Expat Briefing Editorial Team, 06 January, 2014

“Complicated”, “bureaucratic” and “time-consuming” are some of the descriptions that aspiring expats might use of visa application requirements when thinking about a move abroad. But the good news for those seeking a better life overseas is that a range of countries are fine-tuning their visa systems to make the process of expatriating a little bit easier, especially for expats with skills, or who are likely to make a significant contribution to the economy in their host country.

United Kingdom

The UK Government has been very keen to send the message abroad that the country is “open for business” (as explored in our Expat Briefing on UK tax measures recently), and in September 2013, immigration minister Mark Harper outlined changes to the UK immigration rules designed to increase flexibility for businesses.

Among other measures, the revisions remove the English language requirement for intra-company transferees, make it easier for graduate entrepreneurs to switch from Tier 4 student visas to a Tier 2 skilled worker visa, and waive share ownership restrictions for senior staff earning GBP152,100 or above.

Indeed, the UK has been particularly active on this front in 2013, and in November the Government announced additional changes to the visa system, including the launch of an invitation-only service providing bespoke support for top business executives.

According to the Home Office, the "GREAT Club" scheme will begin in the New Year as a 12-month pilot for 100 global business leaders with strong UK links. Participants will be given an account manager to ensure their journey through the visa and immigration service is "swift and smooth." During the pilot the manager will also be available to arrange visa services tailored to individual needs at no extra cost. 

“I created UK Visas and Immigration in March to provide a focus on delivering excellent customer service,” said Home Secretary Theresa May. “These changes will allow us to maintain a world-class, competitive visa system that can innovate in order to serve the ever-changing needs of business and ensure Britain succeeds in the global race.”

“We will continue to listen and respond to the needs of high-value and high-priority businesses so that we can provide them with a service that supports economic growth, while at the same time maintains the security of our borders,” May added.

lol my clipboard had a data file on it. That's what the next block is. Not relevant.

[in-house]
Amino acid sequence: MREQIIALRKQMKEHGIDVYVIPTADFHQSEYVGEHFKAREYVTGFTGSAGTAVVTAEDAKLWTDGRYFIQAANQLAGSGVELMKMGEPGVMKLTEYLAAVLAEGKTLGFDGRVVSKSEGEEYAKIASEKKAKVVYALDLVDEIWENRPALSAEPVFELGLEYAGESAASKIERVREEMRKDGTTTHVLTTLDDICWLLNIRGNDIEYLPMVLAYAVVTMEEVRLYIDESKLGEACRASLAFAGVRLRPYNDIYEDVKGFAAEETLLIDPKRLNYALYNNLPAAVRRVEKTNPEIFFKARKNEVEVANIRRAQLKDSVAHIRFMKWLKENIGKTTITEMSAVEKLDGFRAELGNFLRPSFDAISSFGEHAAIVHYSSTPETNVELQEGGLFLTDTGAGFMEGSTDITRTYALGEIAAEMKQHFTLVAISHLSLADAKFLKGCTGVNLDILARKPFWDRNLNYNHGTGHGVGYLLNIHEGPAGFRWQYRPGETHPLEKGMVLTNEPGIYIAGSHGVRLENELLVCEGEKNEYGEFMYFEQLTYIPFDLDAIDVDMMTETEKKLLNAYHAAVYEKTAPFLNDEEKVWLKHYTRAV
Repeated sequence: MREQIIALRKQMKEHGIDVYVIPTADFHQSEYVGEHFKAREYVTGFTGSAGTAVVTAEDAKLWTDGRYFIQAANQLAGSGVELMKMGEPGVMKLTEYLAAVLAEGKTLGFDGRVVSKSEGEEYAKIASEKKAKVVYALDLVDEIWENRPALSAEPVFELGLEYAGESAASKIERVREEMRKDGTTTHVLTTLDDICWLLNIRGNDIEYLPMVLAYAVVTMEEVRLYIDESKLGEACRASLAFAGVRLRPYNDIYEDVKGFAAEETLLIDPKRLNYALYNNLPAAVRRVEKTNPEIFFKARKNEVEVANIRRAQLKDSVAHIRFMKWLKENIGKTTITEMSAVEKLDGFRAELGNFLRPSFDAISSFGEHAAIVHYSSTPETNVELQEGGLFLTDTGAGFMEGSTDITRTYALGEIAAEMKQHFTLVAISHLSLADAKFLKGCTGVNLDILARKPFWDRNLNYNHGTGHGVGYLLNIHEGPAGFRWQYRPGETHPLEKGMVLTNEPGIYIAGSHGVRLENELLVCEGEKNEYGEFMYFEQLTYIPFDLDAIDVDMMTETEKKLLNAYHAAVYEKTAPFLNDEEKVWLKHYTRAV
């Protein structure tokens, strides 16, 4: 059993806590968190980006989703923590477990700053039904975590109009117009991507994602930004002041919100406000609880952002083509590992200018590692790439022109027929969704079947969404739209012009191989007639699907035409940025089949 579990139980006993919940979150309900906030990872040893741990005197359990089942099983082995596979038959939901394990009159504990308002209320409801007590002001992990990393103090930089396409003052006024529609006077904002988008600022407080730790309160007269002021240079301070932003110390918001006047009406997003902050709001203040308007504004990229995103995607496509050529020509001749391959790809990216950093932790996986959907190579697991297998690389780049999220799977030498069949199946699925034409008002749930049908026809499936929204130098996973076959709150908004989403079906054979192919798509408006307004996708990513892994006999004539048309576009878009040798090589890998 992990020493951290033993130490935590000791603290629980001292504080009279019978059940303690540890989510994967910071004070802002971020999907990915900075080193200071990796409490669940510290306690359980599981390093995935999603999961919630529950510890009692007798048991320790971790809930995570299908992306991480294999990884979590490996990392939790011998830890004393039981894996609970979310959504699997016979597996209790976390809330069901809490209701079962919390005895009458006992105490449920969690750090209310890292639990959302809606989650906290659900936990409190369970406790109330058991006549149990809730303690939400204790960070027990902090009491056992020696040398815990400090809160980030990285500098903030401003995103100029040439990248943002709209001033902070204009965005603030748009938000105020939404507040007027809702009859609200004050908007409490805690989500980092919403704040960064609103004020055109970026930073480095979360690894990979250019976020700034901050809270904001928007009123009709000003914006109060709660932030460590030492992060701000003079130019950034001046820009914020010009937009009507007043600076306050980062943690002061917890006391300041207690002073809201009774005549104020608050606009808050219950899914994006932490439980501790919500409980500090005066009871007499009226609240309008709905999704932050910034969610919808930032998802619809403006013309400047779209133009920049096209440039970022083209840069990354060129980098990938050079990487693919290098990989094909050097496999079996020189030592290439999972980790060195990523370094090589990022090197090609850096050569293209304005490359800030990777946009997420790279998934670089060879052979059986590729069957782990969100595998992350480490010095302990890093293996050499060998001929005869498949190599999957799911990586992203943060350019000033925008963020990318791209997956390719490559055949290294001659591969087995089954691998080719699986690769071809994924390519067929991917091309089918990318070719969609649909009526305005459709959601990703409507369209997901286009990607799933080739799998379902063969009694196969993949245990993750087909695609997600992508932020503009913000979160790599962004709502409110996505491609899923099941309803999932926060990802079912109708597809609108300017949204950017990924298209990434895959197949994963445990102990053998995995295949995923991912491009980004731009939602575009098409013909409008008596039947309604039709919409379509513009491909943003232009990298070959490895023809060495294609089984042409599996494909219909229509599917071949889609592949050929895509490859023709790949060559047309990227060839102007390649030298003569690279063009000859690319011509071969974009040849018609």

The move followed the revelation of plans by Britain's Chancellor of the Exchequer George Osborne to make it easier for visitors from China to visit the UK. The moves will include a pilot scheme allowing selected Chinese travel agents to apply for UK visas by submitting the EU's Schengen visa form, rather than two separate applications; a 24-hour "super priority" visa service from summer 2014; and the expansion to the rest of China of a VIP mobile visa service currently operating in Beijing and Shanghai. "Visitors from China can continue to have confidence that the UK remains open for business and leisure," Osborne said.

In December, it was announced that 19 young entrepreneurs from 13 countries have become the first batch of applicants to come to the UK to set up businesses as part of the Government's new Sirius Programme.

The scheme, which is run by UK Trade & Investment, recognizes graduates with innovative start-up ideas, and aims to attract hundreds of talented entrepreneurs into the UK in its first two years. Successful teams receive start-up support including a 12 month place on one of the best business accelerator programmes; mentoring; help gaining clients;  financial support of GBP12,000 (EUR14,400, USD19,800) per team member; and a visa endorsement. Enterprises remain completely owned by the graduate teams, and no equity is taken.

“The UK is one of the best places in the world to become a successful entrepreneur and we are committed to helping talented entrepreneurs from around the globe to build their businesses here,” said Minister of State for Trade and Investment Lord Livingston. “The Sirius Programme will back the most talented teams and ensure the UK continues to lead in inspirational start ups and being the first to market with innovations.”


Changes have been introduced in Canada recently to make the visa application and processing system more efficient and user friendly, including some major adjustments to the Canadian Experience Class (CEC) programme.

The same language criteria for applicants will apply, however this is expected to be verified upfront, to ensure that those who do not meet these requirements will be screened out earlier, thus leaving staff able to concentrate on those more likely to qualify.